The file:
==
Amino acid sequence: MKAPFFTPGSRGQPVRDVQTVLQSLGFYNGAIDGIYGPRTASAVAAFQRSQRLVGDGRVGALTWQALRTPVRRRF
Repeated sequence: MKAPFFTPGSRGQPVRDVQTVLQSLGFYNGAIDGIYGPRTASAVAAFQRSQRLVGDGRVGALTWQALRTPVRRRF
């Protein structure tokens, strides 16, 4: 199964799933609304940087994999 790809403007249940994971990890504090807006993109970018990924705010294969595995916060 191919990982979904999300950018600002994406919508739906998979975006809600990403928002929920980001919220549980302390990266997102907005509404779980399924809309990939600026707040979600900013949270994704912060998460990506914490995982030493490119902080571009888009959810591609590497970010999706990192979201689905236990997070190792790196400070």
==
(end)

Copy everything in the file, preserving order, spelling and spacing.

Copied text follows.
Amino acid sequence: MKAPFFTPGSRGQPVRDVQTVLQSLGFYNGAIDGIYGPRTASAVAAFQRSQRLVGDGRVGALTWQALRTPVRRRF
Repeated sequence: MKAPFFTPGSRGQPVRDVQTVLQSLGFYNGAIDGIYGPRTASAVAAFQRSQRLVGDGRVGALTWQALRTPVRRRF
């Protein structure tokens, strides 16, 4: 199964799933609304940087994999 790809403007249940994971990890504090807006993109970018990924705010294969595995916060 191919990982979904999300950018600002994406919508739906998979975006809600990403928002929920980001919220549980302390990266997102907005509404779980399924809309990939600026707040979600900013949270994704912060998460990506914490995982030493490119902080571009888009959810591609590497970010999706990192979201689905236990997070190792790196400070």